At our launch 5 years ago Punakaiki Fund had a broad mandate, able to invest in any New Zealand company that was “high growth”, as well as turn-around opportunities. We also stated that we would focus on Internet, technology and design-led companies.
Over the following years we added and amended our Statement of Investment Policies and Objectives, and then added a Socially Responsible Investment Policy addressing environmental, social and governance (ESG) issues.
These had the effect of tightening our investment targets, our mandate, and we no longer consider new investments that conflict with our Socially Responsible Investment Policy, and nor are we actively searching for turnaround opportunities.
1: Socially Responsible Investment Policy Enforcement
Under our now adopted policies we would not invest again in a water company like New Zealand Artesian Water (NZAW), due to the use of plastic in their bottles. So we will stop doing that, and will only invest further in NZAW itself with Board permission.
We like NZAW’s sense of design, and their local and international growth is excellent. I am excited about their rapidly growing business with trusted local and Chinese partners for exporting boxed water, which has very high water to plastic ratios. This water is sold online in China, which means customers do not have to transport the heavy boxes.
However it’s also fair to say, with some hard-earned learnings, that we are not the natural investors in NZAW. We invested too early in their journey, it was very capital intensive to build the plant, and we are not fast moving consumer goods (FMCG) experts. The company has needed a lot of governance effort from myself over the last three years, especially versus other companies we have invested into.
However we have learned from mistakes we made in our investment process, and from drifting too far away from our sweet-spot. While it’s pleasing as investors to see the company growing very quickly, and it has attracted a range of other investors, we now consider our NZAW investment to be out of mandate, and will look sell our shares in an orderly fashion.
2: Smaller Companies
We do have a policy of investing in companies that are early stage, and reinvesting as they grow. But we’ve now done the numbers and it turns out there are limits to this.
Our investments, for example, in SaaS companies that had under $300,000 revenue, and other technology companies that had under $3 million revenue, show a flat total return – with an IRR (annualised return on investment) of just 4%.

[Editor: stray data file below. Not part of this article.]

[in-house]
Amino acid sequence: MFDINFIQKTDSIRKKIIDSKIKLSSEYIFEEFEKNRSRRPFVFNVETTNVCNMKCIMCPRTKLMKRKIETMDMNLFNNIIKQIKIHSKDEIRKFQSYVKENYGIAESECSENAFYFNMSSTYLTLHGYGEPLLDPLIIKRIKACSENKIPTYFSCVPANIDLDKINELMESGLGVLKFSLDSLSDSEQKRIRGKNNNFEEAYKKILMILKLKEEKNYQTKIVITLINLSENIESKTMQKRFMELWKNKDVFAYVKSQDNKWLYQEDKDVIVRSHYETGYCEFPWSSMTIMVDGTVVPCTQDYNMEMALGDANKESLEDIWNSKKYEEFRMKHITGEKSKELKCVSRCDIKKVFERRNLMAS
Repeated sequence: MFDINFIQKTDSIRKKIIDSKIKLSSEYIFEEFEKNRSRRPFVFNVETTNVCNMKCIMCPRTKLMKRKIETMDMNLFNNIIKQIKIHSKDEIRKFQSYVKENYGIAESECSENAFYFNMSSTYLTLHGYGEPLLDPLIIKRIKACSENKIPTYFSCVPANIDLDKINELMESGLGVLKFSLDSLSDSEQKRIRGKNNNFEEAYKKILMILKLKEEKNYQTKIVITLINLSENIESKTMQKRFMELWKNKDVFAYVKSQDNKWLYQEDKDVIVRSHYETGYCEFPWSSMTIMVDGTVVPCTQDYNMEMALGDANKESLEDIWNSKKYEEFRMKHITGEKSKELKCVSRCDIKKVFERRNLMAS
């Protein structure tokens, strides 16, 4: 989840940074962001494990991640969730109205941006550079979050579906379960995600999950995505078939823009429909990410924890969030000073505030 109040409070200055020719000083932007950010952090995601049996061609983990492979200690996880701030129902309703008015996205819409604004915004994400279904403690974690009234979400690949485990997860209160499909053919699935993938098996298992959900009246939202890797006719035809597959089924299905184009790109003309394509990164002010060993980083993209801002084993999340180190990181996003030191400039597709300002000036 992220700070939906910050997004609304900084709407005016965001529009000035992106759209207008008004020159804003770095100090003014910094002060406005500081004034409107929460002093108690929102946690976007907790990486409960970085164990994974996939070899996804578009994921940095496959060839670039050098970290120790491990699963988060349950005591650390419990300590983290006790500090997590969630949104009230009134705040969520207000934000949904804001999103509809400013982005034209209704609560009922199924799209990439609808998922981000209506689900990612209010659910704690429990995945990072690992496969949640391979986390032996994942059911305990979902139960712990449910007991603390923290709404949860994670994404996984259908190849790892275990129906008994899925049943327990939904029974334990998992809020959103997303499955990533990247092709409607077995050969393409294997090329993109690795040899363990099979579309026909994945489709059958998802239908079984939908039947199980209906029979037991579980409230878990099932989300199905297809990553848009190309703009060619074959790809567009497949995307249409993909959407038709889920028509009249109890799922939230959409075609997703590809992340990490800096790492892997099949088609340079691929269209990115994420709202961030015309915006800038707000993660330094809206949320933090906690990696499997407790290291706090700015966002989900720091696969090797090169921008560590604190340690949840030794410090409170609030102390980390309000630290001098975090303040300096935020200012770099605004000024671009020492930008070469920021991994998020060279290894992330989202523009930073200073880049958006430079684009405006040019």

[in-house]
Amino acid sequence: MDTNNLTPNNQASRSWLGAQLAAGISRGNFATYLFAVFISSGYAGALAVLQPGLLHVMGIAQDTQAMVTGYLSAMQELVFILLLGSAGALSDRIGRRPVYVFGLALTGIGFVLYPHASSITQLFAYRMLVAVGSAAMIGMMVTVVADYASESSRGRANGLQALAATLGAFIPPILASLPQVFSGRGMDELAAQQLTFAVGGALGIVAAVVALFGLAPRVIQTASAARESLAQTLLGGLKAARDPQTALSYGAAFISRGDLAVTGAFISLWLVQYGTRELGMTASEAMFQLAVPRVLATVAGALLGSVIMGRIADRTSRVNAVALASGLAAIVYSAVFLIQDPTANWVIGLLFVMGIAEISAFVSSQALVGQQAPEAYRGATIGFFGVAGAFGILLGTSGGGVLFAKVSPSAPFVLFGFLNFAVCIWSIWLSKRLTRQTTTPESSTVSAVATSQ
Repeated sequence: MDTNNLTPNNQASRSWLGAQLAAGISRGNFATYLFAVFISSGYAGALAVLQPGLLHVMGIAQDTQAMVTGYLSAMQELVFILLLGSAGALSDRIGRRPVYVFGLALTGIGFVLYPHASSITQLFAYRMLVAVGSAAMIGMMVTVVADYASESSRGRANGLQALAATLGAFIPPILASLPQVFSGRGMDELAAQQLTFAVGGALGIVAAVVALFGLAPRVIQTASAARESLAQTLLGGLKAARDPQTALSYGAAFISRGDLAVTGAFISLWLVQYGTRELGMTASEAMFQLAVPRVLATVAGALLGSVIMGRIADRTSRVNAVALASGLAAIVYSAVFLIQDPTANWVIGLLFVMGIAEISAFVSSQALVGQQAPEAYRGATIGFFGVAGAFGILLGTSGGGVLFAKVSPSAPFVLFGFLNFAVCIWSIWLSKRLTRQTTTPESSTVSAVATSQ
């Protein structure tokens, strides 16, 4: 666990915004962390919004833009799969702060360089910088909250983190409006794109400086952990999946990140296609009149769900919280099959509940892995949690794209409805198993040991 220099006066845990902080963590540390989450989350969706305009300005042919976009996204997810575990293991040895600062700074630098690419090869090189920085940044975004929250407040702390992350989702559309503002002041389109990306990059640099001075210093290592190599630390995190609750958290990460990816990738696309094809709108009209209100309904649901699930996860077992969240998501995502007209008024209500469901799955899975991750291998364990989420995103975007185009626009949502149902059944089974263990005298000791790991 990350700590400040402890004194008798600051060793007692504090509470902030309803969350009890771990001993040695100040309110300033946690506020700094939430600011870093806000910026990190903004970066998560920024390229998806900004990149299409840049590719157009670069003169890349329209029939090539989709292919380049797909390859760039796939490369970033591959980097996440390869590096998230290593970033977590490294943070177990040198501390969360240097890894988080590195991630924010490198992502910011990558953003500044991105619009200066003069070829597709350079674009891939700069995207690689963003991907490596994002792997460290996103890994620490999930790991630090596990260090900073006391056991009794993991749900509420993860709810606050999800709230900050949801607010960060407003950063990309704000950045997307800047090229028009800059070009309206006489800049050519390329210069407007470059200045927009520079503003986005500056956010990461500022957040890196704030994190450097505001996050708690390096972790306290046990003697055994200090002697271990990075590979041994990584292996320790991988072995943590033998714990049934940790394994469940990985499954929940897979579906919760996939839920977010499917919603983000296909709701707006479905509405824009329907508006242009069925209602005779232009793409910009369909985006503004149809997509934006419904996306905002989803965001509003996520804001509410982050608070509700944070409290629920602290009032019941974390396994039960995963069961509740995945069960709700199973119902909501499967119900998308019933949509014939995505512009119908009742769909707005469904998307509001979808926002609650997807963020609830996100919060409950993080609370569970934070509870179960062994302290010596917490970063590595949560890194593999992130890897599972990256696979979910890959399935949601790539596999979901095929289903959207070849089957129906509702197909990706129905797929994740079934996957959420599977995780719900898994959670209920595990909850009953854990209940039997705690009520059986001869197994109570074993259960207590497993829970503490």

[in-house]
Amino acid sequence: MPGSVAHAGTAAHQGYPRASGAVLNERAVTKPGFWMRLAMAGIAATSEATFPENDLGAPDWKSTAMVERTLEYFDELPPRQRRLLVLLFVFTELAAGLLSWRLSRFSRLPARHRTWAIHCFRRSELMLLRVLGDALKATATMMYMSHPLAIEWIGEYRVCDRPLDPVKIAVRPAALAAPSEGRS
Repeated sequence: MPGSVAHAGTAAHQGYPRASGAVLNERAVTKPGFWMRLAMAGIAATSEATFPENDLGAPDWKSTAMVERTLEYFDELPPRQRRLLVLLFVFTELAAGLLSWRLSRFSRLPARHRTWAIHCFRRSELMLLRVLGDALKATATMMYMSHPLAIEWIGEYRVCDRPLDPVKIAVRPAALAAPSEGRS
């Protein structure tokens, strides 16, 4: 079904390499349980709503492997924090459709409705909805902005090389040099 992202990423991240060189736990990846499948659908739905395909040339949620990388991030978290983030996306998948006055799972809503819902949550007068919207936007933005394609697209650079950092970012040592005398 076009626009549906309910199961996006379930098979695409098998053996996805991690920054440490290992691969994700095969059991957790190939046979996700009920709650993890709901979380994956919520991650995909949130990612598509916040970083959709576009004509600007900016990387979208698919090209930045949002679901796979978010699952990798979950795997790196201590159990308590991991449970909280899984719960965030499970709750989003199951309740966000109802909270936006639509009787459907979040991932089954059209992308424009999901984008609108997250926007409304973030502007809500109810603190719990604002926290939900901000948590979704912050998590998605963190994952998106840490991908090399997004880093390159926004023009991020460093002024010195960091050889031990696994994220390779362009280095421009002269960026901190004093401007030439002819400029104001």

In contrast we report a 27% IRR from our investments into SaaS and technology companies that were above those revenue thresholds.
The difference is that the smaller companies are yet to become sustainable, and thus more likely to fail. Even if they do succeed they take a long time to show material returns for a fund of our size. It turns out when we play in angel investment space our returns are lousy, which is entirely consistent with our perspectives of that space overall.
So at LWCM we’ve decided to focus Punakaiki Fund only on companies with material revenue, with our investments aimed at growth. As a guideline we are aiming to invest in SaaS companies with minimum revenues of $300,000, preferably $500,000, and non-SaaS companies with minimum revenues of $3 million, preferably $4 million.
3: IT and IP Consultancy Companies
Our investments in Mindfull and Everedge are hard to classify.
Each company operates in technology but they also rely heavily on revenue from consultants. Mindfull is developing and selling software to a global market, while also reselling analytics software with trusted consultancy services to a large number of New Zealand enterprise clients. Everedge are specialists in understanding the value of intangible assets and work with a large number of enterprise companies in Singapore, Australia and New Zealand. Their Edge Fund is specifically targeting IP heavy technology companies and founders, while Mindfull’s QubeDocs and MiBi products are SaaS offerings selling to some of the world’s largest enterprises – and smaller ones too.
We see great potential in each company, and are holding on to our shares. But we are unlikely to look for other investments in companies that generate a high proportion of revenue from consultancy.
Our total investment portfolio shows an IRR of 20.6%, based on the latest valuation.
If we just report on our returns from SaaS and technology companies with revenues, when we invested, above the $300,000/$3 million thresholds above, then the IRR is 27%. The remainder of the companies – those with lower revenues at the date of investment along with water companies and consultancies – show a combined 0% IRR. We have not lost money overall, but nor have we gained any.
To be fair we do see a number of ways for all of those numbers to change, and it’s highly conceivable that we will do much better from smaller and non-tech companies. But the results so far do send a message about what we are good at, and what we are not so good at.
So at LWCM we have decided to tighten our mandate for Punakaiki Fund, to be as follows:
- SaaS companies over $300,000 (preferably $500,000) revenue
- Other technology companies with over $3 million revenue
We are excited about our mandate and continue to observe a rich sea of opportunities. As always the more funds we are able to raise, the more likely we will invest in even later-stage companies.
5: LWCM Limited
We have formally changed the name of Lance Wiggs Capital Management Limited to LWCM Limited. We’ve done this to reflect that LWCM is not just Lance, but a company that has a growing number of staff, and jointly owned by Chris and myself.
The newer name allows us to stand behind the performance from Punakaiki Fund as a team. We always refer to the company as LWCM anyway.